White House Initiative on Educational Excellence for Hispanics Launches National Policy in Action Forums
The White House Initiative on Educational Excellence for Hispanics (WHIEEH) launches its 2014 National Policy in Action Forums with the National Forum on Integrated Student Supports (ISS) in Los Angeles on Thursday, March 27. The WHIEEH team and its President›s Advisory Commission on Educational Excellence for Hispanics (Commission) will highlight the importance of ISS in improving educational outcomes for minority and low-income students. Panel discussions throughout the day will focus on how ISS is working in communities and the need for increased investment by all stakeholders in the education of our young children.
Integrated Student Supports (ISS) is a school-based approach to promoting students’ academic achievement and educational attainment by coordinating a seamless system of wraparound supports. According to a recent study from Child Trends, ISS programs serve more than 1.5 million students in nearly 3,000 elementary and high schools across the country. Almost all of these programs target at-risk children. Child Trends estimates that Hispanic and black students account for more than 75 percent of the students enrolled in ISS programs.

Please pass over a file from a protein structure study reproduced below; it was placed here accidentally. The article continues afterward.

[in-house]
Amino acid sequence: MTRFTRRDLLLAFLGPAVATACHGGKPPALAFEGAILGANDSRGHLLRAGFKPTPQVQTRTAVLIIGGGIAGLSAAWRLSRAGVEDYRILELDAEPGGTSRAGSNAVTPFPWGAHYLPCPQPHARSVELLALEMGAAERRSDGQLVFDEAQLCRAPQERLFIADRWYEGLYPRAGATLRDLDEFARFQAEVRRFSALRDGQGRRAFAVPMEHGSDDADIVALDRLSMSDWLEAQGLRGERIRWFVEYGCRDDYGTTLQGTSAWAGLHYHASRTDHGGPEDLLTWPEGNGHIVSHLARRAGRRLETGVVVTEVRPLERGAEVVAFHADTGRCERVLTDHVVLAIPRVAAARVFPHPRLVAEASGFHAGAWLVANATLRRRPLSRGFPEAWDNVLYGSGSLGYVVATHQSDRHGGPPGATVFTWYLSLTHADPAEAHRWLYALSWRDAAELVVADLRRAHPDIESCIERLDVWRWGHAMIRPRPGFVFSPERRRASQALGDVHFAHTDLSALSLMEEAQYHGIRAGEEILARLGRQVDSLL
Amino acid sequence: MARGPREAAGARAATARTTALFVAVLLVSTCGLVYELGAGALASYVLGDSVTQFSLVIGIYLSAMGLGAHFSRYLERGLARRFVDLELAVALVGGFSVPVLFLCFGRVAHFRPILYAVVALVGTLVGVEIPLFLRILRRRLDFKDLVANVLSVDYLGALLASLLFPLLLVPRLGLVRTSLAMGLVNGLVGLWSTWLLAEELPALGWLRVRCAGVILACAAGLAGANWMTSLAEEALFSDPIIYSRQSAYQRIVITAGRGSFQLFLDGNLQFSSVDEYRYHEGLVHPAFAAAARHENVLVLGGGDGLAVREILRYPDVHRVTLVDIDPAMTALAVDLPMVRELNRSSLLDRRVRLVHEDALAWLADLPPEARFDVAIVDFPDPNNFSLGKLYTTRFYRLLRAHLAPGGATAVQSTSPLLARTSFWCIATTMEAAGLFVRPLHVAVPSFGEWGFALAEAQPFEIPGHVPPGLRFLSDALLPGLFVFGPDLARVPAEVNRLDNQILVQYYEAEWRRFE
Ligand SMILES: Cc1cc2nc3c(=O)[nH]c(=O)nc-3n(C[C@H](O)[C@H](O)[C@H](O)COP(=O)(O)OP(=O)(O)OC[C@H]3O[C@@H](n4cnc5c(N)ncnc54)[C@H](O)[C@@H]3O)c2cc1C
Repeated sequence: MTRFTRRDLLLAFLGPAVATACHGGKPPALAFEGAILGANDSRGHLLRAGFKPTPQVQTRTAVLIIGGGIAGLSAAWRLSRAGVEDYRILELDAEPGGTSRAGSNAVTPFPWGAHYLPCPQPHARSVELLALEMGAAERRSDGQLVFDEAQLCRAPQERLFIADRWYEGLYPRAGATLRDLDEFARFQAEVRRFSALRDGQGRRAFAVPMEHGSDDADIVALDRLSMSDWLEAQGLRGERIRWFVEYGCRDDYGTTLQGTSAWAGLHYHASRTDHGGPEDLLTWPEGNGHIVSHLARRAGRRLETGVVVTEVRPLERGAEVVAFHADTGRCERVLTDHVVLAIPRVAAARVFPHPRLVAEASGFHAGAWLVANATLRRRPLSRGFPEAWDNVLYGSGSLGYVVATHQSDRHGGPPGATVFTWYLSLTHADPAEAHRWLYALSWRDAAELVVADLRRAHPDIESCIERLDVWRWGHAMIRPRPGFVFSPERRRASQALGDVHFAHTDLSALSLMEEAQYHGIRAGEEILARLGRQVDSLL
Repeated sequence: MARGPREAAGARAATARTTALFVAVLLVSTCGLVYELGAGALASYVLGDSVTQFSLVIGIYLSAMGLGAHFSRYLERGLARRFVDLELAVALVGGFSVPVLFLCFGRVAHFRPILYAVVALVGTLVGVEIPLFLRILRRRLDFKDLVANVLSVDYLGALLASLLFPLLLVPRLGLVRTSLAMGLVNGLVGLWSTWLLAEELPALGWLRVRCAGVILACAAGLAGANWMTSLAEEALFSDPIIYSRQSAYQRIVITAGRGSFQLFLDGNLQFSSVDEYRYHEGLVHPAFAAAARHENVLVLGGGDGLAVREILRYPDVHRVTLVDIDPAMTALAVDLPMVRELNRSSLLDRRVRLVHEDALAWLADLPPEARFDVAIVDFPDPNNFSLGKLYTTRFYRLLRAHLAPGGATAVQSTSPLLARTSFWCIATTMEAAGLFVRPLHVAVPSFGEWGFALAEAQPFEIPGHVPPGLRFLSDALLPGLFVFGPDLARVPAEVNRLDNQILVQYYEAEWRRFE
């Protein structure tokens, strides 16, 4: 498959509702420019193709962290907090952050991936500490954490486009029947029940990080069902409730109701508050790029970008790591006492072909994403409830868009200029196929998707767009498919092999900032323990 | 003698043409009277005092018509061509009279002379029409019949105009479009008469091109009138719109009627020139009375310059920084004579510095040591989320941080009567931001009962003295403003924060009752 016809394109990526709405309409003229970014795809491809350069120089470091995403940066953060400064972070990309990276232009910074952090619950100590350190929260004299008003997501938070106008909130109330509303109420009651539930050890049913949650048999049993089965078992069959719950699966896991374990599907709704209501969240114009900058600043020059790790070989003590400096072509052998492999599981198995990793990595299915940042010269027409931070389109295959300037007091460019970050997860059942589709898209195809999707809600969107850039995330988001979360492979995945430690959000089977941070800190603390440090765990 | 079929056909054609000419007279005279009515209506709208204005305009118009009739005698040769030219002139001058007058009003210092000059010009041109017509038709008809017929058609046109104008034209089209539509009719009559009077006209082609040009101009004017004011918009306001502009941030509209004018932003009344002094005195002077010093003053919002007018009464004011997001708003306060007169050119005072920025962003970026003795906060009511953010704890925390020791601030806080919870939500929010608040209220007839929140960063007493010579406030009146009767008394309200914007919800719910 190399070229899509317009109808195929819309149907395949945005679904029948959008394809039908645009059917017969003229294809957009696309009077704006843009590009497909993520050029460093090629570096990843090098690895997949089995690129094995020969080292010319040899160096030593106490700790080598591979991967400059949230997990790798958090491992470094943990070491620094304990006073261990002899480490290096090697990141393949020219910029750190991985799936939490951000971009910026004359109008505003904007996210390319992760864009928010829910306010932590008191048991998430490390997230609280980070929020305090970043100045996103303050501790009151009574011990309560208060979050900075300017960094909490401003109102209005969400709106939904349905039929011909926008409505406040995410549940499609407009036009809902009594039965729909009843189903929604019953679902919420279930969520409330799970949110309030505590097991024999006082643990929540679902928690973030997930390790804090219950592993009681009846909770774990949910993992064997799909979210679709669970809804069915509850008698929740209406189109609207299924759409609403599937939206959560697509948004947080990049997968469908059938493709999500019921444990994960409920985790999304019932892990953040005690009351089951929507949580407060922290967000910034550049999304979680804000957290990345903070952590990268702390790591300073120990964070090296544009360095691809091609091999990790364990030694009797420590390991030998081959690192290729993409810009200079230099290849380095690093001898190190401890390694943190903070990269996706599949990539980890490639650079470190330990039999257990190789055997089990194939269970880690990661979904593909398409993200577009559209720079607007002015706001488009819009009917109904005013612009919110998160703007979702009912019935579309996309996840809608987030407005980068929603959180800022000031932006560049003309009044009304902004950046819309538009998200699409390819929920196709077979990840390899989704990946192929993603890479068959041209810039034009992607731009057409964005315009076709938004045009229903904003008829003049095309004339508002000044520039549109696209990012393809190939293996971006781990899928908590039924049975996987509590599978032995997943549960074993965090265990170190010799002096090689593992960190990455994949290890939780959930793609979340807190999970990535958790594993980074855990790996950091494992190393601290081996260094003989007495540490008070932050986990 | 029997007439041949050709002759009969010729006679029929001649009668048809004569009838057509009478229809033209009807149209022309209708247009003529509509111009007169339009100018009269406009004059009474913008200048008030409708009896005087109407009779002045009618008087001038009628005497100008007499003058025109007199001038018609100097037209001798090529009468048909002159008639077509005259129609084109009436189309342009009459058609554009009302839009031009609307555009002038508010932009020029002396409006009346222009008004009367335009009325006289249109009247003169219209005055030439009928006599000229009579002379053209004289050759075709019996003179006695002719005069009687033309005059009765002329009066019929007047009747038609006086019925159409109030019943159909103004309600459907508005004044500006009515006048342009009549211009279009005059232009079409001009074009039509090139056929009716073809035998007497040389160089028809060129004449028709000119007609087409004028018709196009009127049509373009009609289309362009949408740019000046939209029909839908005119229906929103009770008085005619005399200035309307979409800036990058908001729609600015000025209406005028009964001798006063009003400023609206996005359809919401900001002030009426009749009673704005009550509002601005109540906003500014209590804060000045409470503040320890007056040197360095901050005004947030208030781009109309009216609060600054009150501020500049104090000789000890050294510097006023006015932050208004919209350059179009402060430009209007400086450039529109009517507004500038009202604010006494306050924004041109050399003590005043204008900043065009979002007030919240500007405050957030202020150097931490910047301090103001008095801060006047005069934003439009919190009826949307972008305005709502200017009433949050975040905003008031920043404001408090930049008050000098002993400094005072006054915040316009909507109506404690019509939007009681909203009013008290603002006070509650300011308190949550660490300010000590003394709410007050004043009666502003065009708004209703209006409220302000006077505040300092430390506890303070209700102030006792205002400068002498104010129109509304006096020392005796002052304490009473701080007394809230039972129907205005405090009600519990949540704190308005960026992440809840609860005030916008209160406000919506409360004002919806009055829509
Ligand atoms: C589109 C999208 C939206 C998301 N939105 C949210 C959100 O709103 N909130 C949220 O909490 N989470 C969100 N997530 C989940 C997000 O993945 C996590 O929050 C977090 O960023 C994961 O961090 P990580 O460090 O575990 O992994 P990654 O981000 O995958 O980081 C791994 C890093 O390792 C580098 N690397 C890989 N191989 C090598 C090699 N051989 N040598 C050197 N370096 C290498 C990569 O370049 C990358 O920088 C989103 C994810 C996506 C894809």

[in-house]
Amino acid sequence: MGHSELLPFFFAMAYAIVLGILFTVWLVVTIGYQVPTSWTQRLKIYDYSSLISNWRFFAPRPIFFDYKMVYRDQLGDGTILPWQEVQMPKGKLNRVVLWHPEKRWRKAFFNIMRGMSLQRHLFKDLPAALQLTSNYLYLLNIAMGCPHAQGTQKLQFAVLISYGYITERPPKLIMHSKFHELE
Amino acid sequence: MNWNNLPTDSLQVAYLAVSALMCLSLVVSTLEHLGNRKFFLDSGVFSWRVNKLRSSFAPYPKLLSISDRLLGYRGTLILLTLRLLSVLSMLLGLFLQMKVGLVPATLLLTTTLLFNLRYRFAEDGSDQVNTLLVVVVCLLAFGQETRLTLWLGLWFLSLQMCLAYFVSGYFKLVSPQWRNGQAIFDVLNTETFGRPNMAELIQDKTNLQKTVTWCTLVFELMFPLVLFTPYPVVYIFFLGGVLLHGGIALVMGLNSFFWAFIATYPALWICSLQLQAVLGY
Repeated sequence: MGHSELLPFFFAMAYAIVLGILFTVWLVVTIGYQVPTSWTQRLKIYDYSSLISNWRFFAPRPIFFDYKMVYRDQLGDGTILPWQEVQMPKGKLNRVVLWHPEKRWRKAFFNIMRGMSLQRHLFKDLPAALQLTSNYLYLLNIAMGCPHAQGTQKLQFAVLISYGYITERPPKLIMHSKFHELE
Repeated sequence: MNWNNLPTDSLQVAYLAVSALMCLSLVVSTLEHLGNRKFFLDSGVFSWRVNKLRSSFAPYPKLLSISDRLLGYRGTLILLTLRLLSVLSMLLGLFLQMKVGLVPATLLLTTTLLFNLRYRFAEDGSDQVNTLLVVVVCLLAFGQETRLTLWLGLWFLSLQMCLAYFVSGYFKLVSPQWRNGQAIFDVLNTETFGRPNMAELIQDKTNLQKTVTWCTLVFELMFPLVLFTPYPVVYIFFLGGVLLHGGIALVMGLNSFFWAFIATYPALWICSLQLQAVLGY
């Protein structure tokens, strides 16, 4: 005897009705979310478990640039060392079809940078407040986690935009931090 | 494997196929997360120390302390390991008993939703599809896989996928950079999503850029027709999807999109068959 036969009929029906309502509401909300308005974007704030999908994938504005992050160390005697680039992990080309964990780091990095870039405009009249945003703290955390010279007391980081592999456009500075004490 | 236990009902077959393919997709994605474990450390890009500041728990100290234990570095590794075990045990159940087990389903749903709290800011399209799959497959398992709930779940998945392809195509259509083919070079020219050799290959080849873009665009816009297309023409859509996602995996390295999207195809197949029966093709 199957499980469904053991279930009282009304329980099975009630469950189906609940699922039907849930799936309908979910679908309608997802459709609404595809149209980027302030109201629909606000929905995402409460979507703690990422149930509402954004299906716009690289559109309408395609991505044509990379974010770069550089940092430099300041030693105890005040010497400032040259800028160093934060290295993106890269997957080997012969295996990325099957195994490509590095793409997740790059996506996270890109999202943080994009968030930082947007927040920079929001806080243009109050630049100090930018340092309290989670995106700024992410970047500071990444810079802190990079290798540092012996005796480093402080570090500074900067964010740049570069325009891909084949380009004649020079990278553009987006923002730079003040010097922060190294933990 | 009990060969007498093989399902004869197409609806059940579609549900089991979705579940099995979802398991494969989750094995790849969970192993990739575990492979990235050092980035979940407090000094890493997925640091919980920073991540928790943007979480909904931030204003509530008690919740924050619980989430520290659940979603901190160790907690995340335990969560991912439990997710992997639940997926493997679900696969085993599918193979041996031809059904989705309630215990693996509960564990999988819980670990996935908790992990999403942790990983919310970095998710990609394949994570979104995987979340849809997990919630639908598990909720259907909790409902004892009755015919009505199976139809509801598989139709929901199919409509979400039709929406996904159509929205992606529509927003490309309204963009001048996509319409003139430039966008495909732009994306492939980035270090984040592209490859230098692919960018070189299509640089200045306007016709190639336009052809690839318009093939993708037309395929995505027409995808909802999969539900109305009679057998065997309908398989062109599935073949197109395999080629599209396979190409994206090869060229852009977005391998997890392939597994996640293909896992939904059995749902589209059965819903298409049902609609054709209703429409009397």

The WHIEEH›s 2014 National Policy in Action Forums will take place across the country and will cover many of the WHIEEH›s cradle-to-career priorities which include early learning; Science, Technology, Engineering and Mathematics (STEM) education; teacher recruitment; family engagement and college access, affordability and completion. The forums› framework will highlight research on the particular topic, bright spots—evidence-based programs or models that are showing positive outcomes for the Hispanic community—and how partnerships and philanthropy are investing in these topics.
In order to improve opportunities for Hispanic students, President Obama signed Executive Order 1355 on Oct. 19, 2010, renewing the White House Initiative on Educational Excellence for Hispanics. This executive order demonstrated the president’s strong support for the critical role Hispanics play in the overall prosperity of the nation and highlights the administration’s commitment to expanding educational opportunities and improving educational outcomes for all students.
Alejandra Ceja, executive director, White House Initiative on Educational Excellence for Hispanics
Rafael Lopez, senior policy advisor, Office of Science and Technology Policy and Office of Social Innovation and Civic Participation, White House
Dr. Eduardo Padrón, president, Miami-Dade College and Commission chair
Daniel Cardinali, president, Communities in Schools, Inc. and Commission member
Patricia Gándara, professor of education, University of California, Los Angeles and Commission member
Veronica Melvin, president/CEO, LA’s Promise and Commission member JoAnn Gama, co-founder and chief of schools, IDEA Public Schools and Commission member
Michelle Kydd Lee, chief innovation officer, Creative Artists Agency
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